The day after the Feast we all went back to work again. If I’d really wanted to see the wrestling I could perhaps have got a couple of hours off for it, but Master Mernath had told us that the first week after the Feast of Mizran was when the Ishey sent their twelve-year-olds to learn about iron. “And we teach them as much as they can learn but they never put that knowledge and skill into practice,” he said with a scowl.

“Why not?” I asked.

“They’ve never used iron, it’s not what Ishey do. But they send us their boys to learn that they can master the power of iron, it makes them into men. They’re strange people. But they pay well, and teaching someone who has to learn the very beginnings of the craft is one of the best ways to learn.”

When I arrived at the workshop Jichan was opening up, and I saw with a shock that there was no fire at all! The whole forge had been cleared and swept out.

Just as the master came from upstairs five young people came into the workshop, all dressed as Ishey men in blankets though at least two looked like girls and another might be one too but I couldn’t tell. Perhaps they were boys the way Veh was a man. They were all different shades of light brown, not one as black as Veh or Mazao.

Master Mernath made them all strip to their loincloths, “no matter how well-developed your chest muscles are”. Then he carefully laid the foundations of a new fire, true east, south, west and north, calling on the gods. And because the forge wasn’t exactly pointing north and south it was all askew. Then he made me and Cynla fill in the corners with coals.

Two more people were at the front and back door now, a man and a woman who I recognised as other master smiths. Master Mernath started to sing: it sounded like the invocation for Anshen but it had a lot more verses, all about fire and heat and ore and iron. The other two smiths sang along. So that was what he’d meant by getting two more masters to light a new fire! I thought it would perhaps be too much for my little forge.

Finally the fire was lit — I hadn’t seen if he’d done it with his mind or a tinderbox or whatever — and we settled down to work. The very beginnings! It was hard not to skip any steps when telling someone else how it worked! I was beginning to understand what the master had meant when he said that teaching was one of the best ways to learn.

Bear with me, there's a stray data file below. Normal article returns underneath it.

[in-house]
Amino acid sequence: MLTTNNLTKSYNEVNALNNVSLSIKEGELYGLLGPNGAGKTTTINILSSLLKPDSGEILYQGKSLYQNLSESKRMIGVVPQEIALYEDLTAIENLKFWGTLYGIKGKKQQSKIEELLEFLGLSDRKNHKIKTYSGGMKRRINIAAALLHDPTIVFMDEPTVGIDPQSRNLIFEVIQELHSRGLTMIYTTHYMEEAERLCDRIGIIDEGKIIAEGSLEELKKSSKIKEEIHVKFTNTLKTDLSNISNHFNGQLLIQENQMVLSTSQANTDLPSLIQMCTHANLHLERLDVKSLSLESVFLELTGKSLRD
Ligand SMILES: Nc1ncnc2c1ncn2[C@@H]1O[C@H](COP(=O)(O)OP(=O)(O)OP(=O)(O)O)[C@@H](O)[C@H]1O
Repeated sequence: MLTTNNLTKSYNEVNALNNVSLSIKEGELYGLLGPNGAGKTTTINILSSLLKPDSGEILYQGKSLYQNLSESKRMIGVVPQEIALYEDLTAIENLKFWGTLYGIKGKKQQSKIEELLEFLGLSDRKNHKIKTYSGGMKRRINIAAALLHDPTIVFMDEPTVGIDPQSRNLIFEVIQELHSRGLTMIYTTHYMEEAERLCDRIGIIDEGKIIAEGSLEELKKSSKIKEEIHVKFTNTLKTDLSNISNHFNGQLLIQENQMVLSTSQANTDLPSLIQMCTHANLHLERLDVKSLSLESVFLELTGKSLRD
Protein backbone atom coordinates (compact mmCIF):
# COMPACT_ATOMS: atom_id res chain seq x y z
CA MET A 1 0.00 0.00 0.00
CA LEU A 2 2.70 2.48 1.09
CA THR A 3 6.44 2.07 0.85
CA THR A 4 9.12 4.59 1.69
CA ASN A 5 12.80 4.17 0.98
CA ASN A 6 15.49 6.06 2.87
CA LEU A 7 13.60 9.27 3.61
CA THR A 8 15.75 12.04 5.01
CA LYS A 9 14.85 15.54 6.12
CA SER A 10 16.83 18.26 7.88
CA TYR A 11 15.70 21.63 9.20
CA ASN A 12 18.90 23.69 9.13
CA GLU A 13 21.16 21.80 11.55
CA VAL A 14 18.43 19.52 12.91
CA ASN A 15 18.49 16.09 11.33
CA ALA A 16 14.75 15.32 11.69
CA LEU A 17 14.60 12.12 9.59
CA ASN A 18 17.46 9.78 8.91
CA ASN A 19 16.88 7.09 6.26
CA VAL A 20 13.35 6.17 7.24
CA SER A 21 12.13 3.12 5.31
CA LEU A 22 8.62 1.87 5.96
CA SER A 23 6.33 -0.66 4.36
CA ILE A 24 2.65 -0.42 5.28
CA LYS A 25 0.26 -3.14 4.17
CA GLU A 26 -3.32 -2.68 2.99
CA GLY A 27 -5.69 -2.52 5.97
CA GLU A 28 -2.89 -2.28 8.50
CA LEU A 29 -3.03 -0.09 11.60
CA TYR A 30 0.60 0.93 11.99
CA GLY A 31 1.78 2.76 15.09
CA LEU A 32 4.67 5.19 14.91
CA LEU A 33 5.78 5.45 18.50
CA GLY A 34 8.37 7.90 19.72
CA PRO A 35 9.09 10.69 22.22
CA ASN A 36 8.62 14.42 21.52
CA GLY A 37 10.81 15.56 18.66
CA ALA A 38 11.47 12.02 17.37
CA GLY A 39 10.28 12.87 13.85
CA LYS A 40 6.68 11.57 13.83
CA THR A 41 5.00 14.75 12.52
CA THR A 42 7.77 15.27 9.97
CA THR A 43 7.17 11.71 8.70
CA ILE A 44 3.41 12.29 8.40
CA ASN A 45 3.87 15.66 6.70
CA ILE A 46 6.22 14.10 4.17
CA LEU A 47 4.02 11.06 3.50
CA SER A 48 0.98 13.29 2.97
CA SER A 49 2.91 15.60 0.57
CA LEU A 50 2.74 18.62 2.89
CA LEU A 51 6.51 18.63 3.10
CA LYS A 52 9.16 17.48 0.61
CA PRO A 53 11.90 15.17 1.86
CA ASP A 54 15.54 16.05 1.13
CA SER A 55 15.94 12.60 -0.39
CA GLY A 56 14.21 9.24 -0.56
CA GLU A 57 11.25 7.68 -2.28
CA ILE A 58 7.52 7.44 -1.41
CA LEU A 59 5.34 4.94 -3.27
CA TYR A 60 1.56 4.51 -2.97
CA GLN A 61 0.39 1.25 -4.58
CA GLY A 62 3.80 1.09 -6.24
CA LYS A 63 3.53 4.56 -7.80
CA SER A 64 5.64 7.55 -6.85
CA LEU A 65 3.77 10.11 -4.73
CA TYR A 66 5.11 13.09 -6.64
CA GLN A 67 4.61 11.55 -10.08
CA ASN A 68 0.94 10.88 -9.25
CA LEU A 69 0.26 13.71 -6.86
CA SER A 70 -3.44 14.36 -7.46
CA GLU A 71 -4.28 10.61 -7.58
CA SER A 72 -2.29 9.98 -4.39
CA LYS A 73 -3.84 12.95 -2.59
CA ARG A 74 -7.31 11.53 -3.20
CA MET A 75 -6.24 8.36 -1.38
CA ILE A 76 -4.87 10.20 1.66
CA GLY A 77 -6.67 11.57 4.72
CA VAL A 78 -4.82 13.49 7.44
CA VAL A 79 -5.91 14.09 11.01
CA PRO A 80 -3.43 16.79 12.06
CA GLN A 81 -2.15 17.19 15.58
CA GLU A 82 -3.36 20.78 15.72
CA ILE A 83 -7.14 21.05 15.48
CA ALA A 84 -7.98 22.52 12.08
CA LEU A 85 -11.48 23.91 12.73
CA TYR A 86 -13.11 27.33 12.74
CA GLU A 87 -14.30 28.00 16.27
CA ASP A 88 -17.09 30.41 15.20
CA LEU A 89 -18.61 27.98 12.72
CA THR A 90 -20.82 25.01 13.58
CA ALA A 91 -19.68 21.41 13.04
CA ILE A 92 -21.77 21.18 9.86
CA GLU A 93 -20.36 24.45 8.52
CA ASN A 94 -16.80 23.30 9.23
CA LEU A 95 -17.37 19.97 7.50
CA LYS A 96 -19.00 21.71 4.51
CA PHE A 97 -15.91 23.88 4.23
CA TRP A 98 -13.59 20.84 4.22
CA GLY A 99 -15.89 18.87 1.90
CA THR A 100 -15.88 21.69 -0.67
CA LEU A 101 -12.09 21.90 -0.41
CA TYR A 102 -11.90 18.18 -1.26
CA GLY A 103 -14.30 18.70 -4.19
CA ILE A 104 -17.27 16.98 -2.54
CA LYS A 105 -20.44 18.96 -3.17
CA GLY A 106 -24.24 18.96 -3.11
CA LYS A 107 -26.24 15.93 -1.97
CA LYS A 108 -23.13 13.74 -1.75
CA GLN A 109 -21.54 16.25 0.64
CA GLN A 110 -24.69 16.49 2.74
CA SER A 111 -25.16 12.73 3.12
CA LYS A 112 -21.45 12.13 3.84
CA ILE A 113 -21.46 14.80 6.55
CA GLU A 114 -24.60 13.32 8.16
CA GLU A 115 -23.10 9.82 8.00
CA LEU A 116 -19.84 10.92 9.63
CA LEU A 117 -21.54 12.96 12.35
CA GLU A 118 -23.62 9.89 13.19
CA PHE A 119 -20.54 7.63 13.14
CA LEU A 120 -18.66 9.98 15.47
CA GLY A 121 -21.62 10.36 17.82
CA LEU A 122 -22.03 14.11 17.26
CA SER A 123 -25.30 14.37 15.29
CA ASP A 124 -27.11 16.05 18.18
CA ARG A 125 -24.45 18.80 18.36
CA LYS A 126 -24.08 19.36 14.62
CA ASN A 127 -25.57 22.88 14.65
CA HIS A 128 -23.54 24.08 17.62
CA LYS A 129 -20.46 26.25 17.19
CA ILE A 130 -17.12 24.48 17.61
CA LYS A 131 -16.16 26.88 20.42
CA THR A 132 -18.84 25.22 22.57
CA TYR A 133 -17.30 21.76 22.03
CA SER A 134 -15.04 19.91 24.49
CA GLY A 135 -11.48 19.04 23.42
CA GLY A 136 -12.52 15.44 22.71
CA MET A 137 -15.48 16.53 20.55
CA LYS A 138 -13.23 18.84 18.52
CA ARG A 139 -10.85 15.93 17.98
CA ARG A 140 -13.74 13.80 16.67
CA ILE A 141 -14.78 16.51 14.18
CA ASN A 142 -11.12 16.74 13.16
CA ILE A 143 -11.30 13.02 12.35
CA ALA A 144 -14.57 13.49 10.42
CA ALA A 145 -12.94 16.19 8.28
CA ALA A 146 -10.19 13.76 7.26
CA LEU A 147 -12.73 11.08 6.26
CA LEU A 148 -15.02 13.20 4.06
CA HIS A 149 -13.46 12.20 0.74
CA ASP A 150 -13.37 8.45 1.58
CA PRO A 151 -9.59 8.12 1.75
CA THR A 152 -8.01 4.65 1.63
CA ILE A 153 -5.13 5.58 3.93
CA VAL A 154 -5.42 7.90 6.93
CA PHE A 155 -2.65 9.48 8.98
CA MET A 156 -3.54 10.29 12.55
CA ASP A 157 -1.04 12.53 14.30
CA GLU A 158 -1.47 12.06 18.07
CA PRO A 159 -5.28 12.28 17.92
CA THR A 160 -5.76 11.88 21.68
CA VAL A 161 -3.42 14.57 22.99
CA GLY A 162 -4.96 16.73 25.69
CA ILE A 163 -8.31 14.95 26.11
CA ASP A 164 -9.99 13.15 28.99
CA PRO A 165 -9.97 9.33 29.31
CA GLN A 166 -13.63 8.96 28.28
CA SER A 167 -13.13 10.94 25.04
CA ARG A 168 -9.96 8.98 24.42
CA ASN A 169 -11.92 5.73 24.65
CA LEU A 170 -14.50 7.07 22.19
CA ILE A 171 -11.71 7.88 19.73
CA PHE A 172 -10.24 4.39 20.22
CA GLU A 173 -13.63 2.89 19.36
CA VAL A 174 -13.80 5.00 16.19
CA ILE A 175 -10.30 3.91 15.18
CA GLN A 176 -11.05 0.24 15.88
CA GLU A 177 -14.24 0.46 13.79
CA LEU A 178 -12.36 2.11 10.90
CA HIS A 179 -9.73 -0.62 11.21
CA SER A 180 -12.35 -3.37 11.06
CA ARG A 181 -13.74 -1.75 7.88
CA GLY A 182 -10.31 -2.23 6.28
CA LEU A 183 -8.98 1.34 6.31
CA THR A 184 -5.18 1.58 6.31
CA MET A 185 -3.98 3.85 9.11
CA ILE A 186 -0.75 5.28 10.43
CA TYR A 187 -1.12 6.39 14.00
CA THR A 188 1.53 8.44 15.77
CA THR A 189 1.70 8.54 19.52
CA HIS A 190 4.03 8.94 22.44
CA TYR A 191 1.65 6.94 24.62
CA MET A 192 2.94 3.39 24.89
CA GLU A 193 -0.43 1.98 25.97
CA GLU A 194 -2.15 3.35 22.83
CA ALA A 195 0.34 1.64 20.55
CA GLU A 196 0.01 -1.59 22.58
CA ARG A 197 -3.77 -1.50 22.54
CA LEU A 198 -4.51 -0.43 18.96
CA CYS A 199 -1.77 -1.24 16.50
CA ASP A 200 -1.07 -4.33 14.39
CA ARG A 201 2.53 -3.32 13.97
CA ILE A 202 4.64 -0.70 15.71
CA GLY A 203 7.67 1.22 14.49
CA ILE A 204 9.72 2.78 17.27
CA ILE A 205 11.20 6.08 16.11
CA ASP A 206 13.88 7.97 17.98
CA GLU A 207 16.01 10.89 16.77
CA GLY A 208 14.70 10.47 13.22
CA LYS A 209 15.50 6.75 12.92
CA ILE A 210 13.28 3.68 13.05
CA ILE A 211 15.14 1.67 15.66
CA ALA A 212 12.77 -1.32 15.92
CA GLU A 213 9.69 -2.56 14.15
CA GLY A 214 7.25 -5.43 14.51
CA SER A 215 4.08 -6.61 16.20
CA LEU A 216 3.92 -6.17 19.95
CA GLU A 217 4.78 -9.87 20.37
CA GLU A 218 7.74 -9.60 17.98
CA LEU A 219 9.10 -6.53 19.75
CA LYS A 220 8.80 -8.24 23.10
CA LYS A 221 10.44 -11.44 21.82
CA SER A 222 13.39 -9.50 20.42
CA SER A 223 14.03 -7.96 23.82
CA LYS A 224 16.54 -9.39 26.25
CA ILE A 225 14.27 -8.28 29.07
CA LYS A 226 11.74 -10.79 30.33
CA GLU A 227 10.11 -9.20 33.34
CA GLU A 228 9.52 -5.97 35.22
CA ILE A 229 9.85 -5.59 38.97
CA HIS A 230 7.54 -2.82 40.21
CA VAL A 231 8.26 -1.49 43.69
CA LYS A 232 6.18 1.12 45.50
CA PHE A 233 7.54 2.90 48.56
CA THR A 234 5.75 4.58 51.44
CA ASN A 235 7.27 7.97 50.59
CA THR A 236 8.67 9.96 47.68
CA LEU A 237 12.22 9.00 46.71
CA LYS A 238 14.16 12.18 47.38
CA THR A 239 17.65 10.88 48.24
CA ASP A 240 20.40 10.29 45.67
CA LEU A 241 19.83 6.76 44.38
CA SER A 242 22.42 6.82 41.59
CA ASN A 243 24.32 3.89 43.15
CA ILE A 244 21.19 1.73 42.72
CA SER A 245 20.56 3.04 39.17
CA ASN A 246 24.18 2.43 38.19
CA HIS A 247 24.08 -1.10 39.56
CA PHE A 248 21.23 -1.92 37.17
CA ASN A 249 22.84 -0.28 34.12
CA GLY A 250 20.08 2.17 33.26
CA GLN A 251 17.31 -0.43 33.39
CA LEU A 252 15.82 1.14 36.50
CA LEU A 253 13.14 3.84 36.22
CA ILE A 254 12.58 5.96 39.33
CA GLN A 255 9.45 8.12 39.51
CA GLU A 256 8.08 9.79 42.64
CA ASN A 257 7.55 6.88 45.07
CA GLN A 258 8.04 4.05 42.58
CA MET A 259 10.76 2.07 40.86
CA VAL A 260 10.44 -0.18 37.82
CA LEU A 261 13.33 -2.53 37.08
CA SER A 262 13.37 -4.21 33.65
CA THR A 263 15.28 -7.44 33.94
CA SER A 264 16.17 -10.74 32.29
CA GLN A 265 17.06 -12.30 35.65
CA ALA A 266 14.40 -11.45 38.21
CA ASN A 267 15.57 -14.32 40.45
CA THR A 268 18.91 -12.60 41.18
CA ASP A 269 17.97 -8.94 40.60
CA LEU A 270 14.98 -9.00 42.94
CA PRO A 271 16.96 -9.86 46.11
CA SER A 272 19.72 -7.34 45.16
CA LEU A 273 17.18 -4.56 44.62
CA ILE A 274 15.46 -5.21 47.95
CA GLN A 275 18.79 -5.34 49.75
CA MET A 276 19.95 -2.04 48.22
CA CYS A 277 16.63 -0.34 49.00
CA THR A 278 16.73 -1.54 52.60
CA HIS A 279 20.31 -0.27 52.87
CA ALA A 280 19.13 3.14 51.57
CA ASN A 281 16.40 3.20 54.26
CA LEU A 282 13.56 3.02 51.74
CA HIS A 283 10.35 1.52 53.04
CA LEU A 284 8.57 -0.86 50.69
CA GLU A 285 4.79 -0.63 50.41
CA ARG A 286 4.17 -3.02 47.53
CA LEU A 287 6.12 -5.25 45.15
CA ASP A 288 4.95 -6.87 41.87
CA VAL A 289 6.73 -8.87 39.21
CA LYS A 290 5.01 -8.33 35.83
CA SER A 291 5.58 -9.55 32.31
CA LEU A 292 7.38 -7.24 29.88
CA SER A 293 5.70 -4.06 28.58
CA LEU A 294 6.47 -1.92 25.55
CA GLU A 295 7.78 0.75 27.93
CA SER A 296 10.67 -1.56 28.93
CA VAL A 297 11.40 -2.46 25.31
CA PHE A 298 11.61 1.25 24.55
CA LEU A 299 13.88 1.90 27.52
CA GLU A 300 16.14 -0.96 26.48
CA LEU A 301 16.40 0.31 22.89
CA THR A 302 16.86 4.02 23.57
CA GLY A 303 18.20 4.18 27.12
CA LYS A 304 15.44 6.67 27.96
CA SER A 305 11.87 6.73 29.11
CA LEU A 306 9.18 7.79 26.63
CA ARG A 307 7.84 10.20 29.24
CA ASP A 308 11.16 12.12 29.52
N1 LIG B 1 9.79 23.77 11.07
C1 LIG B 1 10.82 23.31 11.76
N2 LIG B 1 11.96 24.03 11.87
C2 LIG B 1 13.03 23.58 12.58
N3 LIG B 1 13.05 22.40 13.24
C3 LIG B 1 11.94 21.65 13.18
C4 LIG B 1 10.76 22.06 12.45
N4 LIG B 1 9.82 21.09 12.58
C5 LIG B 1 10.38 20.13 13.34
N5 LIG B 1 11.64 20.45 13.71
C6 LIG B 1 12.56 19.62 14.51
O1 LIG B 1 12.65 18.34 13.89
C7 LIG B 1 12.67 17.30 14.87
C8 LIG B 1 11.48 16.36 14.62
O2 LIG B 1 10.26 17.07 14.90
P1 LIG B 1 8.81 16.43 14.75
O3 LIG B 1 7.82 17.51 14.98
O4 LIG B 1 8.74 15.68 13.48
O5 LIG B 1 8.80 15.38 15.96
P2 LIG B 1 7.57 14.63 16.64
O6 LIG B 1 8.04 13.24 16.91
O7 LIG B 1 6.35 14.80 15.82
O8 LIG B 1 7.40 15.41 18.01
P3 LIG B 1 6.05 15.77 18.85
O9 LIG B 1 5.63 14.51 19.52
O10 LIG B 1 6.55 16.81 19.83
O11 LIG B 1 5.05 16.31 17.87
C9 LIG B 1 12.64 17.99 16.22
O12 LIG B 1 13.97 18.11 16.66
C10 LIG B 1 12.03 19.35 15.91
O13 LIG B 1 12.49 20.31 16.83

When the Ishey left it was already dusk. All of us had worked all day without any breaks or even a drink of water.

“First time Ishey class is always an experience,” Cynla said. “I’ve done it three times now, and the boys once.”

We sat around with mugs of ale, mostly too tired to talk. Anyway, I was thinking too much to talk! When Master Mernath saw that, he took me aside and said, “I think I can give you the lesson now that I gave Cynla last year. Finish your ale.” He went away, and Cynla said, “he’s going to teach you the smith superstitions” which didn’t make it much clearer.

When the master came back he made me stand at the fire and taught me — I don’t have the words, there were words that made perfect sense at the time but I don’t remember most of it, about the beginning of iron, how it comes from the world and how we make it blossom into the iron and steel we can forge. It felt like I was the iron at one point, and that the master was forging me! I didn’t think there could be an end to it, but it ended, and I stood in front of the fire feeling sheepish.

“Well done,” the master said. I didn’t feel I had done much. “You might have some gods bothering you tonight.”

I went home in the dark, still feeling strange. Ashti embraced me, “you were gone so long! And you’re so tired!”

“We taught the Ishey,” I said, “and that was only the first day of six!” Well, it had the Day of Anshen in the middle, but perhaps the Ishey would insist on having that day as well.

Ashti gave me something to eat, and I was so tired that I tried to tell her everything, and to make love to her, but couldn’t stay awake to finish either.

Then it was morning and I started awake and went outside to wash.

There was a young man in a loincloth sitting on the overhanging branch of the willow tree. He grinned and nodded to me, and I grinned back, then when I went into the water he came and stood next to me and handed me a piece of soap. “Thank you,” I said, and washed myself, and gave him the soap back, and only then did I realise that he wasn’t one of the neighbours who happened to have soap when I didn’t. He laid a hand on my shoulder — I’d thought he was shorter than me but we were the same height now — and went away. Disappeared, I mean, wasn’t there any more.

But there was another young man — a boy, really, he looked ten or eleven — who came up to me and said, “You’re a bit too grown for me now but I still want to say that you’re all right. Your children are good children. I like the way you’re taking care of them, those who aren’t yours as well, even the one who is still a child inside though her body is of a woman grown.”

That must be Arni. And this could only be Timoine.

“Thank you,” I said to this one too, and went inside where the whole house was waking up.

“Anshen just shared his soap with me,” I said, and to the children, “And Timoine told me that he likes you.”

Ashti’s eyes grew wide. “Master Mernath said that I might have gods meddling with me,” I said.

And when I could get Arni out of the others’ earshot in the kitchen I said to her, “Timoine is concerned with you” and made her blush like a little girl.

It still took me a while to get my head round it that Master Mernath’s lesson had made me a journeyman in the Guild of Anshen too. Or perhaps the gods had done that, or they’d only finished what the master had started.